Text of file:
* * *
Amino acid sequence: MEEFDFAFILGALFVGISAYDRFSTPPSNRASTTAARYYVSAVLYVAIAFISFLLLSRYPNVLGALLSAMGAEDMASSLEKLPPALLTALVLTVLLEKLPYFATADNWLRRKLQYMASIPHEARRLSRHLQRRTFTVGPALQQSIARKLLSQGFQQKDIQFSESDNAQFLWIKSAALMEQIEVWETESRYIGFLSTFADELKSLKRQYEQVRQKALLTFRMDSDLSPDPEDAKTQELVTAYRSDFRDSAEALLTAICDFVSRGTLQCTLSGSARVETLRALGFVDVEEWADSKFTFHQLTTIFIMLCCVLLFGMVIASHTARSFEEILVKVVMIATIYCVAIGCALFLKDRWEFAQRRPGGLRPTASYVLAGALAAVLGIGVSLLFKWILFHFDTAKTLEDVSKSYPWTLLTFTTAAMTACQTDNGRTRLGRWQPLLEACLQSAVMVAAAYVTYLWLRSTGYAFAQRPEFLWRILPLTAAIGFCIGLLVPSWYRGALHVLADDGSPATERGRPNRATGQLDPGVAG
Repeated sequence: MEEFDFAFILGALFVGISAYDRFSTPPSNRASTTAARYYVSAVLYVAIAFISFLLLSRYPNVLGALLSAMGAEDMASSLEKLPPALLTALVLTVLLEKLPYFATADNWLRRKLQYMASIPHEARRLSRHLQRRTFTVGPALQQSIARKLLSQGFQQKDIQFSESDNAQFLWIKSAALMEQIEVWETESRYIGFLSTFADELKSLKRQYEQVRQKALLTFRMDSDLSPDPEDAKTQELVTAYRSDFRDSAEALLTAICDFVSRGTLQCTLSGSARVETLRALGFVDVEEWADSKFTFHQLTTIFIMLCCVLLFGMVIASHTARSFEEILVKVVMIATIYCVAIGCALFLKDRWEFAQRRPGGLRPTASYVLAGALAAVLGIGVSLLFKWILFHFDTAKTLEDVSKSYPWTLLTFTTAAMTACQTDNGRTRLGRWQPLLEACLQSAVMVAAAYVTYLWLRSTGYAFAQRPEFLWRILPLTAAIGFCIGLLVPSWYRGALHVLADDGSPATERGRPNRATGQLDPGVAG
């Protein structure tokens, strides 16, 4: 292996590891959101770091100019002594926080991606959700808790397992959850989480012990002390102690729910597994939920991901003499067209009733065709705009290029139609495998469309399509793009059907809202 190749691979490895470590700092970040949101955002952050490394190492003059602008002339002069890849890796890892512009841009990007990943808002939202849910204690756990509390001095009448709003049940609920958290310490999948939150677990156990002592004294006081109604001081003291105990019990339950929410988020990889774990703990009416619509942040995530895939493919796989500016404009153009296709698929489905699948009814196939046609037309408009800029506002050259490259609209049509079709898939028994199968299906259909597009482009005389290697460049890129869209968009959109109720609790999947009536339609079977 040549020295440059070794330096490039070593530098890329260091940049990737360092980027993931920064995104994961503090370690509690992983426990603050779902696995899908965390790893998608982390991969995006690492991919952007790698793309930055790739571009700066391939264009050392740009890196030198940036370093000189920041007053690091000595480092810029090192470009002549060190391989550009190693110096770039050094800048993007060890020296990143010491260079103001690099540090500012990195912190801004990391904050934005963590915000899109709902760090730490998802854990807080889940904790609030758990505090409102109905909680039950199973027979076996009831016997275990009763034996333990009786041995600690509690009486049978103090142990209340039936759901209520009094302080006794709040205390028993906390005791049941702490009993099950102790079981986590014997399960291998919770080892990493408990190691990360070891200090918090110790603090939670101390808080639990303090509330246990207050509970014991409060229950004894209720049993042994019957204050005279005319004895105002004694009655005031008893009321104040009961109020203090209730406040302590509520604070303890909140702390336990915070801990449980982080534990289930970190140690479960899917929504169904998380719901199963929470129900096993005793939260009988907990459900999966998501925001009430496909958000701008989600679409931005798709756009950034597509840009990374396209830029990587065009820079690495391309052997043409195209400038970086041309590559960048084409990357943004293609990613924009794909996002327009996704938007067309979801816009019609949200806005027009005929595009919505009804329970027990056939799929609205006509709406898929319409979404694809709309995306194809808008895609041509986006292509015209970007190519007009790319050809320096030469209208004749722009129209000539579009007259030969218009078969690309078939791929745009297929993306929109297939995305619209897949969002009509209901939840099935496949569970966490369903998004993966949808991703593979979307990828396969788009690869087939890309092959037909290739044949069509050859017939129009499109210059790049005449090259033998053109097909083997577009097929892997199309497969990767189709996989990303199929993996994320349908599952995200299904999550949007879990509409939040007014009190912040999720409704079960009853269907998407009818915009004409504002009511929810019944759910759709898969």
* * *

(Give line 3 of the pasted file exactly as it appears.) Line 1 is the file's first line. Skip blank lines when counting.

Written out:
């Protein structure tokens, strides 16, 4: 292996590891959101770091100019002594926080991606959700808790397992959850989480012990002390102690729910597994939920991901003499067209009733065709705009290029139609495998469309399509793009059907809202 190749691979490895470590700092970040949101955002952050490394190492003059602008002339002069890849890796890892512009841009990007990943808002939202849910204690756990509390001095009448709003049940609920958290310490999948939150677990156990002592004294006081109604001081003291105990019990339950929410988020990889774990703990009416619509942040995530895939493919796989500016404009153009296709698929489905699948009814196939046609037309408009800029506002050259490259609209049509079709898939028994199968299906259909597009482009005389290697460049890129869209968009959109109720609790999947009536339609079977 040549020295440059070794330096490039070593530098890329260091940049990737360092980027993931920064995104994961503090370690509690992983426990603050779902696995899908965390790893998608982390991969995006690492991919952007790698793309930055790739571009700066391939264009050392740009890196030198940036370093000189920041007053690091000595480092810029090192470009002549060190391989550009190693110096770039050094800048993007060890020296990143010491260079103001690099540090500012990195912190801004990391904050934005963590915000899109709902760090730490998802854990807080889940904790609030758990505090409102109905909680039950199973027979076996009831016997275990009763034996333990009786041995600690509690009486049978103090142990209340039936759901209520009094302080006794709040205390028993906390005791049941702490009993099950102790079981986590014997399960291998919770080892990493408990190691990360070891200090918090110790603090939670101390808080639990303090509330246990207050509970014991409060229950004894209720049993042994019957204050005279005319004895105002004694009655005031008893009321104040009961109020203090209730406040302590509520604070303890909140702390336990915070801990449980982080534990289930970190140690479960899917929504169904998380719901199963929470129900096993005793939260009988907990459900999966998501925001009430496909958000701008989600679409931005798709756009950034597509840009990374396209830029990587065009820079690495391309052997043409195209400038970086041309590559960048084409990357943004293609990613924009794909996002327009996704938007067309979801816009019609949200806005027009005929595009919505009804329970027990056939799929609205006509709406898929319409979404694809709309995306194809808008895609041509986006292509015209970007190519007009790319050809320096030469209208004749722009129209000539579009007259030969218009078969690309078939791929745009297929993306929109297939995305619209897949969002009509209901939840099935496949569970966490369903998004993966949808991703593979979307990828396969788009690869087939890309092959037909290739044949069509050859017939129009499109210059790049005449090259033998053109097909083997577009097929892997199309497969990767189709996989990303199929993996994320349908599952995200299904999550949007879990509409939040007014009190912040999720409704079960009853269907998407009818915009004409504002009511929810019944759910759709898969």